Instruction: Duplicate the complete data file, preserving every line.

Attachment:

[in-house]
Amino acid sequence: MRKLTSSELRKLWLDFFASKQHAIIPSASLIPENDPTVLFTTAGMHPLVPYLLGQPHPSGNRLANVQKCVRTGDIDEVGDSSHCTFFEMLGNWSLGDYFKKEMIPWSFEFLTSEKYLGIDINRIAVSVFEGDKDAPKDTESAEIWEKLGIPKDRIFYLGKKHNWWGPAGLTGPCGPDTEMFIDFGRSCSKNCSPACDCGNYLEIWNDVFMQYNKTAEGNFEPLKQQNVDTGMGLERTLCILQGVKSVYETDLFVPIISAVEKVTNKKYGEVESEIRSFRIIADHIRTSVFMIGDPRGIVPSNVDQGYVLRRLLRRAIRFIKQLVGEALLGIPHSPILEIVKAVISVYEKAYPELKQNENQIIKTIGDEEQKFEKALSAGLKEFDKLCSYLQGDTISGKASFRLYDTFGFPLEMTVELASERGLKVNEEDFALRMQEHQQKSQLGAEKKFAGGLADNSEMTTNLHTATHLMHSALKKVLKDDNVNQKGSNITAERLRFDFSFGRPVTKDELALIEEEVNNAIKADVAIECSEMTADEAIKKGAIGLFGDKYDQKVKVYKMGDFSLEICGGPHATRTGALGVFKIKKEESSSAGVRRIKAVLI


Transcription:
[in-house]
Amino acid sequence: MRKLTSSELRKLWLDFFASKQHAIIPSASLIPENDPTVLFTTAGMHPLVPYLLGQPHPSGNRLANVQKCVRTGDIDEVGDSSHCTFFEMLGNWSLGDYFKKEMIPWSFEFLTSEKYLGIDINRIAVSVFEGDKDAPKDTESAEIWEKLGIPKDRIFYLGKKHNWWGPAGLTGPCGPDTEMFIDFGRSCSKNCSPACDCGNYLEIWNDVFMQYNKTAEGNFEPLKQQNVDTGMGLERTLCILQGVKSVYETDLFVPIISAVEKVTNKKYGEVESEIRSFRIIADHIRTSVFMIGDPRGIVPSNVDQGYVLRRLLRRAIRFIKQLVGEALLGIPHSPILEIVKAVISVYEKAYPELKQNENQIIKTIGDEEQKFEKALSAGLKEFDKLCSYLQGDTISGKASFRLYDTFGFPLEMTVELASERGLKVNEEDFALRMQEHQQKSQLGAEKKFAGGLADNSEMTTNLHTATHLMHSALKKVLKDDNVNQKGSNITAERLRFDFSFGRPVTKDELALIEEEVNNAIKADVAIECSEMTADEAIKKGAIGLFGDKYDQKVKVYKMGDFSLEICGGPHATRTGALGVFKIKKEESSSAGVRRIKAVLI